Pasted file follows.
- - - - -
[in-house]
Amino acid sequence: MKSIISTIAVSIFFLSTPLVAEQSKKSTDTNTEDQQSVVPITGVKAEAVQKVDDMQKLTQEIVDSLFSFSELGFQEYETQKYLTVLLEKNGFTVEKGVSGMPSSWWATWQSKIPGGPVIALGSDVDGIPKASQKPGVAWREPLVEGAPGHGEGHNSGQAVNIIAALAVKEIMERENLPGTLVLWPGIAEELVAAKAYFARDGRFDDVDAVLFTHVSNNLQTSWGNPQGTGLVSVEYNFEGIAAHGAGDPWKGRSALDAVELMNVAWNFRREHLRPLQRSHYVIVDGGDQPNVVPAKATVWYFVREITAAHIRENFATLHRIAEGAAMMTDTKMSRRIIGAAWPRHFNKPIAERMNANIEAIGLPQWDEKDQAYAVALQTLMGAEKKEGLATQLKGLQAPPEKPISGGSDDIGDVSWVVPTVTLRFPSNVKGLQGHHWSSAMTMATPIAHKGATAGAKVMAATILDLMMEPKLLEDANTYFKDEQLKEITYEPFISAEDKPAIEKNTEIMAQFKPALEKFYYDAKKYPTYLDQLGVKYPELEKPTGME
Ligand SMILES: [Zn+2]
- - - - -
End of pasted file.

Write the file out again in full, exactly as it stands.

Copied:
[in-house]
Amino acid sequence: MKSIISTIAVSIFFLSTPLVAEQSKKSTDTNTEDQQSVVPITGVKAEAVQKVDDMQKLTQEIVDSLFSFSELGFQEYETQKYLTVLLEKNGFTVEKGVSGMPSSWWATWQSKIPGGPVIALGSDVDGIPKASQKPGVAWREPLVEGAPGHGEGHNSGQAVNIIAALAVKEIMERENLPGTLVLWPGIAEELVAAKAYFARDGRFDDVDAVLFTHVSNNLQTSWGNPQGTGLVSVEYNFEGIAAHGAGDPWKGRSALDAVELMNVAWNFRREHLRPLQRSHYVIVDGGDQPNVVPAKATVWYFVREITAAHIRENFATLHRIAEGAAMMTDTKMSRRIIGAAWPRHFNKPIAERMNANIEAIGLPQWDEKDQAYAVALQTLMGAEKKEGLATQLKGLQAPPEKPISGGSDDIGDVSWVVPTVTLRFPSNVKGLQGHHWSSAMTMATPIAHKGATAGAKVMAATILDLMMEPKLLEDANTYFKDEQLKEITYEPFISAEDKPAIEKNTEIMAQFKPALEKFYYDAKKYPTYLDQLGVKYPELEKPTGME
Ligand SMILES: [Zn+2]